||Haid had more luck with the local authorities. In 1885 he asked the county to re-route the road that led from Garibaldi to the abbey. According to R.L Stowe, this road was unquestionably “the worst in the county.” The abbot’s immediate concern, however, was that northbound wagons, mules, horses and people who used the narrow, muddy lane, traveled directly to the main college building. The road took them to within a few yards of its lower-story windows, and people were forever gawking through them at the monks and their students and disturbing the people inside. On one occasion, Haid wrote of a boisterous group of picknickers who “made such a noise before the college that we were badly scared. One was shot a little down the road and one nearly stabbed to death. Five others were hurt. You see we must remove the road.” The county agreed to move the road, but only if the monastery accepted the major burden of the work and expense.
This was the beginning of a mutual respect between Leo Haid and the leaders of the Point’s economic, political and social affairs. So, when Haid asked for a meeting with those gentlemen in the spring of 1886, they agreed. His agenda contained but one item, a name change for Garibaldi.
According to the recollections of monks who were there at the time, quoted in Baumstein’s My Lord of Belmont, the abbot delivered “an impassioned speech regarding the need of a city to have a name of dignity and distinction.” No one seems to have recorded exactly which “town fathers” constituted the audience for this impassioned speech. However, it is unlikely they responded favorably to the abbot’s first suggestion for a new name, “St, Mary’s.” Father Paschal theorizes that Haid may have put forward “St. Mary’s” for the sole purpose of giving his Protestant cohorts something to which they could object. That way, his second recommendation, “Belmont” could be accepted as a “compromise.”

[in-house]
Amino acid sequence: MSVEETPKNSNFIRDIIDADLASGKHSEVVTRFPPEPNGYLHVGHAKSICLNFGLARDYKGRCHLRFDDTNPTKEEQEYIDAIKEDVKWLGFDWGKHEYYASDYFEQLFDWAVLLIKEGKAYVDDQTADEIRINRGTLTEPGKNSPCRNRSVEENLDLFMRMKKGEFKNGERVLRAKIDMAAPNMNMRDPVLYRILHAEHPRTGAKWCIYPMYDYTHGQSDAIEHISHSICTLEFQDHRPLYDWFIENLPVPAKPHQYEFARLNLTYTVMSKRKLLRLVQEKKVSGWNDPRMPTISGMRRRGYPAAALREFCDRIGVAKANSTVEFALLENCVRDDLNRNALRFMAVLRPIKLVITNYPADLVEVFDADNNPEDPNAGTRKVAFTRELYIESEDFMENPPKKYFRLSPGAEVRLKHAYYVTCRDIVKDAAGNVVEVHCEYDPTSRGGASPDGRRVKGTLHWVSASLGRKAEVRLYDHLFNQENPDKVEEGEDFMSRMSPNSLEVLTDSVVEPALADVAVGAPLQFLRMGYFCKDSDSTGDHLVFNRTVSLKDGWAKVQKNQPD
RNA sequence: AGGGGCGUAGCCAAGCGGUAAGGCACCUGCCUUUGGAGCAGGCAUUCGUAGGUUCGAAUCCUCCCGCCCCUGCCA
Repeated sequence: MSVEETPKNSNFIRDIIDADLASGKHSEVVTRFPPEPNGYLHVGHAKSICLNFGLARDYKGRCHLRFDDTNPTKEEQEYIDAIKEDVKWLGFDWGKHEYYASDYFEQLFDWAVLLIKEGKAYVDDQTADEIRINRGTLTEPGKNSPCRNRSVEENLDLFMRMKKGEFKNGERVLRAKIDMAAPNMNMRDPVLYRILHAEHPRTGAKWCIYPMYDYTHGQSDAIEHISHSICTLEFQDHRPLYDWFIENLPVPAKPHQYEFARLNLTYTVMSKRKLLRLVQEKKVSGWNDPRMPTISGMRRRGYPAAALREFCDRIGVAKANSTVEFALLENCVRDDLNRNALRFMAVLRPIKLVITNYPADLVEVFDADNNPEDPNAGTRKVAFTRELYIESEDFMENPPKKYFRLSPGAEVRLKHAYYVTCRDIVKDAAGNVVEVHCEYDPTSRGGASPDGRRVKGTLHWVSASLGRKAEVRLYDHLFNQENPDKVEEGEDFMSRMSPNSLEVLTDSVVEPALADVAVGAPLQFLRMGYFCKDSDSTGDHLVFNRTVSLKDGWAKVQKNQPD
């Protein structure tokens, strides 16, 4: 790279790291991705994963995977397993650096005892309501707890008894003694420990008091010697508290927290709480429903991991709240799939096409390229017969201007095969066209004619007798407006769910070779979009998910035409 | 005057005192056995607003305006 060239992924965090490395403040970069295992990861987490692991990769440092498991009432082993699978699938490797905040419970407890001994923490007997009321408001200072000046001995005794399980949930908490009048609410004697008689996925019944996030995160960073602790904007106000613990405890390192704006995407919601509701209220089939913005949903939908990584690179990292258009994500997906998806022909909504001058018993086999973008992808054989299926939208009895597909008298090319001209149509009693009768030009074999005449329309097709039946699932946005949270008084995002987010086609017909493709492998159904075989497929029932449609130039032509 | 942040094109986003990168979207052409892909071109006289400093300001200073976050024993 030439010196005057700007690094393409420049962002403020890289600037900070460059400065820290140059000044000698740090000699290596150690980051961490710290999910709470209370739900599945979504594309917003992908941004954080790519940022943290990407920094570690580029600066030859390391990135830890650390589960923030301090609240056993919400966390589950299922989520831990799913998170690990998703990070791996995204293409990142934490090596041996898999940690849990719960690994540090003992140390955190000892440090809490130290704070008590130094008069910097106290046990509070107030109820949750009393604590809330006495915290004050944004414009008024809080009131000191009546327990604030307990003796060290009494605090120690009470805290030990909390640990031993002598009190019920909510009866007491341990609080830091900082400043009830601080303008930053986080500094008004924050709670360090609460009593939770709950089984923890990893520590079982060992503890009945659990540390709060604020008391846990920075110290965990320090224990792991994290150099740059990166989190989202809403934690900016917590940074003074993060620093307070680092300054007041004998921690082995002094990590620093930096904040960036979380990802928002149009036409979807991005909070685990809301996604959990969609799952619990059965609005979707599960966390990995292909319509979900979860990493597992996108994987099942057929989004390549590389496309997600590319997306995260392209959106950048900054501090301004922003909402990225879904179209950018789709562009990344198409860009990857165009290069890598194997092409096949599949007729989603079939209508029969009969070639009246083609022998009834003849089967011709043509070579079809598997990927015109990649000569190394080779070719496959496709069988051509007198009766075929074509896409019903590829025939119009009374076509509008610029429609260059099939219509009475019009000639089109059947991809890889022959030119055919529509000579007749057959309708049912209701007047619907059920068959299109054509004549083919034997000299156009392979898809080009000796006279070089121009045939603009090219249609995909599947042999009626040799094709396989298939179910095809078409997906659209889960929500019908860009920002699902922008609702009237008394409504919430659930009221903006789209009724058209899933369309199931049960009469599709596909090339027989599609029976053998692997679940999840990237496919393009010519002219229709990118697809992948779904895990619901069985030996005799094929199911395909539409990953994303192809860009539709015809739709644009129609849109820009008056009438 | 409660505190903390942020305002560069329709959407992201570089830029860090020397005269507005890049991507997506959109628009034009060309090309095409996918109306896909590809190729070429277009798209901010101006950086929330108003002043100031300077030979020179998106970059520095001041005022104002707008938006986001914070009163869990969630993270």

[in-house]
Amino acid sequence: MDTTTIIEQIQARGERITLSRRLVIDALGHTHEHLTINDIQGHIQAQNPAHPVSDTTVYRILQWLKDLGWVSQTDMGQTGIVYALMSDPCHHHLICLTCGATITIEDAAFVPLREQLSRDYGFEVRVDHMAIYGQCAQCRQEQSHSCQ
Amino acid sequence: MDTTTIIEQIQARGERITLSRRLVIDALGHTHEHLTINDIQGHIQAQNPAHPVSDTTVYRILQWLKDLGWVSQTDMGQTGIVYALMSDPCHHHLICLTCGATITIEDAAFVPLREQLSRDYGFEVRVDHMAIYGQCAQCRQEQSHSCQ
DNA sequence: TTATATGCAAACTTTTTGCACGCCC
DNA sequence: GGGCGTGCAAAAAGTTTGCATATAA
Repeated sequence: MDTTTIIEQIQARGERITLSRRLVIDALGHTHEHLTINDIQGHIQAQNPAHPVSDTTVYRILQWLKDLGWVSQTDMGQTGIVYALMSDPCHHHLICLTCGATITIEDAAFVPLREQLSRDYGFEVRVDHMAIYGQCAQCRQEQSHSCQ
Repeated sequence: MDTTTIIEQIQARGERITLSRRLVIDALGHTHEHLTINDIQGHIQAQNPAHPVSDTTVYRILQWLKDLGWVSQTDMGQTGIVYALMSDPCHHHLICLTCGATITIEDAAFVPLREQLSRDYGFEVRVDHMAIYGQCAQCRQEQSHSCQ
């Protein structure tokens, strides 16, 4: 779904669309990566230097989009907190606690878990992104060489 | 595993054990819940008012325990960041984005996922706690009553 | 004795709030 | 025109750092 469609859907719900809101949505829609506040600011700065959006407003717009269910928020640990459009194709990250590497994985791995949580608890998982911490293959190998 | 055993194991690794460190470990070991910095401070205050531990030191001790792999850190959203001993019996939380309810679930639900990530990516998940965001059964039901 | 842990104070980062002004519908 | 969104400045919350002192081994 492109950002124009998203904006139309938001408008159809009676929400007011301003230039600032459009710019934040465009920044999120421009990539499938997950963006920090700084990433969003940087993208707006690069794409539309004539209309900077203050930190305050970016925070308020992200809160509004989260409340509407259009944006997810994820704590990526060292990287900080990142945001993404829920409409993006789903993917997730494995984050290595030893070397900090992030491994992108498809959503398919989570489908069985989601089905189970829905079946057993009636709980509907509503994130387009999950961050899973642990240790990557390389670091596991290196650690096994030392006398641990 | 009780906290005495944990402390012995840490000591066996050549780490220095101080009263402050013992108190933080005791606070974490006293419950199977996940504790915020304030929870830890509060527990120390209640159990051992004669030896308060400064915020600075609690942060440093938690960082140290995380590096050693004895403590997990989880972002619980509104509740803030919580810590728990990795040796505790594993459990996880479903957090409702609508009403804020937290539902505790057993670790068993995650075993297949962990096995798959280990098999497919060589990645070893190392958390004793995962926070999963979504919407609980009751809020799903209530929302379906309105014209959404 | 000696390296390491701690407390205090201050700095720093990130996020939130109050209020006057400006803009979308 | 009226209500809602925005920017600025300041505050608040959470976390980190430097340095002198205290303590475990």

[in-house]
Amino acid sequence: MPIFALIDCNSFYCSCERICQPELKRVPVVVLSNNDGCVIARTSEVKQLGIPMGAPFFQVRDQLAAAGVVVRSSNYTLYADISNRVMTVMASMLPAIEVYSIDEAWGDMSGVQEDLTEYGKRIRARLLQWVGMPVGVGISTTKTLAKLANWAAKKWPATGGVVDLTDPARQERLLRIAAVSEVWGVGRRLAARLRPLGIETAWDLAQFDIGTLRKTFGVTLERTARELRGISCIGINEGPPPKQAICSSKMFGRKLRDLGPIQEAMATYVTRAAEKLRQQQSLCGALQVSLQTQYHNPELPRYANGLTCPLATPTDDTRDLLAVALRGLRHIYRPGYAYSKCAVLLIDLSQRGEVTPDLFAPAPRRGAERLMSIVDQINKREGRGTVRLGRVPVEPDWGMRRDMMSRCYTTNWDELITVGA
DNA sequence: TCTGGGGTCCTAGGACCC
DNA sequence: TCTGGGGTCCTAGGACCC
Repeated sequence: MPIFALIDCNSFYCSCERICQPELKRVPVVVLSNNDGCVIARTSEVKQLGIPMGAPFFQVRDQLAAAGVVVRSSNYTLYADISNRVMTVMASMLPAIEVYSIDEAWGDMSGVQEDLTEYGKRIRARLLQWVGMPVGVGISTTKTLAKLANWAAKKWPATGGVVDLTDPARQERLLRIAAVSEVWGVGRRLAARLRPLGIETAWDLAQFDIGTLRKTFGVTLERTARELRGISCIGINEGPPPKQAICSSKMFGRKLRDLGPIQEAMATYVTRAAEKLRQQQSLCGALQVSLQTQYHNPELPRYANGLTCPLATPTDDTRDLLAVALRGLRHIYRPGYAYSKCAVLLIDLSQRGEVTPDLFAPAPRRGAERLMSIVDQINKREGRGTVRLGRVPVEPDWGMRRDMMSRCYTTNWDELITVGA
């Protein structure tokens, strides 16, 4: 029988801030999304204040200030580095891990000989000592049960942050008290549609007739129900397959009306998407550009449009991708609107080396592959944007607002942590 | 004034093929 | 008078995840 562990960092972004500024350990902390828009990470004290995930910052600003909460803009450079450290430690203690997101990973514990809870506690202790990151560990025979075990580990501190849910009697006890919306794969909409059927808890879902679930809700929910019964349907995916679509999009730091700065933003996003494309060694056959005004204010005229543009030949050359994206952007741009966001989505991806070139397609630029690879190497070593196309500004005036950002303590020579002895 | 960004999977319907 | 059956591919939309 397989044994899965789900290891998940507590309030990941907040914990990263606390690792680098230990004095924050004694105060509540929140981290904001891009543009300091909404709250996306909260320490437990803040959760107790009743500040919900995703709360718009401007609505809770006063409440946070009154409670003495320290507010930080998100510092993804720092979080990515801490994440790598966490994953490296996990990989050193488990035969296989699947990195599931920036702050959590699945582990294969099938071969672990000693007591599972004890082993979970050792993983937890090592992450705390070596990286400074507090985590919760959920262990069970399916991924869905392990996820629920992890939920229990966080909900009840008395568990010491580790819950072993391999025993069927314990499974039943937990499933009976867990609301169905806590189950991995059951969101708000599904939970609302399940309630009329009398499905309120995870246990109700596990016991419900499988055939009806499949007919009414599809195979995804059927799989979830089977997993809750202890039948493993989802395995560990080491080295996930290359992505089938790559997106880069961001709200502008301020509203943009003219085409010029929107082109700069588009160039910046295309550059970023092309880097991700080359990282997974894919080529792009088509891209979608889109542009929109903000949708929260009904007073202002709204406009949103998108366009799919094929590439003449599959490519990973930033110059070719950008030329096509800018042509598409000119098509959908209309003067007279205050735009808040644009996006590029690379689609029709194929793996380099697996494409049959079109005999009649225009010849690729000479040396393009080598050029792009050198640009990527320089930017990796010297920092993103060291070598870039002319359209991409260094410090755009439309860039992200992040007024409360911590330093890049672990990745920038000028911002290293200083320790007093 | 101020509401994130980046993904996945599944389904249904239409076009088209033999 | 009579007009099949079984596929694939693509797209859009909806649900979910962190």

A correspondent for the Philadelphia-based Catholic Times visited the Abbey in March of 1893. He traveled “from Belmont, a station on the Piedmont Air Line, eleven miles west of Charlotte,” over “an incarnadine road” to find “rolling acres of cultivated land, the alleys of trees, the vine-covered hillsides, the huge and perfect barn, the unexcelled stock, the complete college, and the solid monastery crowning all. “We were ushered into a salon that would outshine the reception rooms of many colleges nestled in the breast of luxurious cities. And this was but a fitting vestibule to what lay beyond – the clean, sweet dormitories, the airy and well-lighted classrooms, the cheerful refectory, the finished playground (they have a grand stand for the base ball field) and the fortunate boys to enjoy all this.”
As for the students, they were “a hundred and twenty-five of the heartiest college boys we ever laid eyes on… Why, boys you live like the sons of princes, compared with what we had to put up with in our college days.”
There is no sense to the stories that Belmont was named in honor of New York financier August Belmont, nor that of his son, Perry Belmont, a wealthy Democratic congressman and diplomat. The subject is treated fully in Baumstein’s My Lord of Belmont and Father Paschal’s efforts to find some logical connection between those individuals and our North Carolina city continued fruitless to this day. Neither can we find evidence that the name “Belmont” appeared painted on the sides of freight cars that rumbles past Garibaldi, as has been suggested by at least one citizen.
The plain truth seems to be this: Father Leo Haid was unhappy with the name of Garibaldi, the people who lived in the neighborhood were not particularly attached to the name, so they accepted a name which sounded pleasant to all and offended none. There is no deeper truth to the name of Belmont. That the Benedictines’ opinions were considered important by others in the area may be judges from the fact that, by the 1890’s, the reputation and fame of the college had grown considerably, so that the name “Belmont, North Carolina” was beginning to be heard around the United States.